Tune Your Piano Using Free Software

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Introduction: Tune Your Piano Using Free Software

This guide will show you how to tune your piano using just a couple of tools and a free program called Entropy. Even if you've never thought about tuning your piano yourself before, you can achieve a satisfying result with a little effort and patience.

Why should you learn to tune your piano? If you’re like me, you enjoy the satisfaction of fixing and maintaining your own equipment, such as cars and computers, so now you can add your piano to that list! It's true that a professional tuner will certainly do a better job than you. However, if you haven't had your piano tuned in a while, you can likely get it sounding noticeably better than it currently does, even in your piano-tuning infancy. If you don't feel up to tuning your entire piano, you can learn the basic skills to be able to fix specific notes on your piano that are glaringly out of tune. I personally have enjoyed tuning my own piano, and I look forward to improving my skills as time goes on.

The most important skills you will need are being able to properly use a tuning hammer, and being able to hear beating and identify when two strings are in tune. Both of these will come with practice.

Step 1: Obtain the Equipment

To tune your piano, you will need the following equipment:

  • tuning hammer
  • mute(s)
  • computer with an internal or external microphone, or a smartphone

Make sure the tuning hammer fits the pins well, so that you won't be stripping them as you turn them.

I recommend using a laptop with a decent quality external microphone. Internal microphones on laptops or phones may be sufficient to get the job done, but these microphones may have difficulty recording the low frequencies produced by the bass notes, which could affect the accuracy of the tuning.

Step 2: Remove Cover to Access Tuning Pins

On most grand pianos, the tuning pins can easily be accessed by sliding off the music stand above the keyboard.

On upright pianos, there is typically a hinge allowing the top of the piano to open up. The tuning pins are just below that cover.

Step 3: Practice Tuning Single Notes

Caution: When turning the tuning pins, be careful not to tighten them too much. This can cause strings to break.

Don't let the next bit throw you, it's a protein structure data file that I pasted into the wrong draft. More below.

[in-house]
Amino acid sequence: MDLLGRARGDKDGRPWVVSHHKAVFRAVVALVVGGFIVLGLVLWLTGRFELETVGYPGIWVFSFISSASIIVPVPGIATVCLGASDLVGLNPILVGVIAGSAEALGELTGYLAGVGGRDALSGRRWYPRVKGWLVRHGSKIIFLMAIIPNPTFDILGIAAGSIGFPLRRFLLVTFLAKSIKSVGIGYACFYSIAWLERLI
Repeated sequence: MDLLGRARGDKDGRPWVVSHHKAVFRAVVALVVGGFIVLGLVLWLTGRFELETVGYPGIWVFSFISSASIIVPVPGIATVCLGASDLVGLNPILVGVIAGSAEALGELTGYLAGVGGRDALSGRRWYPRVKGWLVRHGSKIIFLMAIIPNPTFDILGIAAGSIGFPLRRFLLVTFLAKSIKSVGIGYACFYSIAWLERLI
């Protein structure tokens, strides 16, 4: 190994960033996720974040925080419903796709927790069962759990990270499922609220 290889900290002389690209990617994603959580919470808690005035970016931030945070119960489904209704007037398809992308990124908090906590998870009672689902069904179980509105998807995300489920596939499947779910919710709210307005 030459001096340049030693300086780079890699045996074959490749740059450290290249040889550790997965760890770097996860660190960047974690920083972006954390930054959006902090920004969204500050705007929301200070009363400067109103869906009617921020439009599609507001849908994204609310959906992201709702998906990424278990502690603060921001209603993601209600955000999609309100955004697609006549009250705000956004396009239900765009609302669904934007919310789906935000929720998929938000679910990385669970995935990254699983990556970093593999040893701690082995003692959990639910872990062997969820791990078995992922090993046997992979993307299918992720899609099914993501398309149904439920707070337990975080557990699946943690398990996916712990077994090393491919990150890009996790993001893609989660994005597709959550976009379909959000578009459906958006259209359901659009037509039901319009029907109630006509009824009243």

To prepare yourself to tune the entire keyboard, it is helpful to spend some time tuning unisons (single notes). Since most keys on the piano have either 2 or 3 strings, the strings for each key need to be tuned to precisely the same pitch. Even with an electronic tuning aid, you will use your ear to tell when the strings of one key are in tune with each other. For now, don't worry about whether the key is tuned to the correct pitch relative to the rest of the keyboard.

  1. Choose a note with 3 strings to tune. (To start, the ones in the middle of the keyboard are easier.)
  2. Decide which string to use as a reference to tune the other strings to.
  3. Mute one of the strings (see picture). This is done so that you only hear the string you're tuning and the string you're using as a reference.
  4. Place the tuning hammer on the tuning pin for the string you are tuning. The handle should be pointing roughly parallel to the strings toward the inside of the piano.
  5. Pull the hammer to bring the string slightly sharp of where it should be.
  6. Move the hammer back the other way until the string is in tune. As you do this, listen to the sound of the two strings carefully. When they are far out of tune, you will hear a fast beating in the sound, which will slow down as they approach the same pitch. If they are perfectly in tune, there will be no beating at all.
  7. Once the two strings are in tune, mute the string you just tuned, and unmute the remaining string. Repeat the process for this string.

Notes:

  • The method of bringing the string into tune from the sharp direction helps the pin to stay where you put it. If a string is flat and you simply bring it up to pitch by increasing the tension, it will tend to loosen on its own after a short time (like a spring unwinding, but slower).
  • Having the tuning hammer parallel to the string reduces the amount that your twisting motion can tilt the pin forward or backward, which would change the tension on the string until you release pressure on the hammer, causing error in the tuning.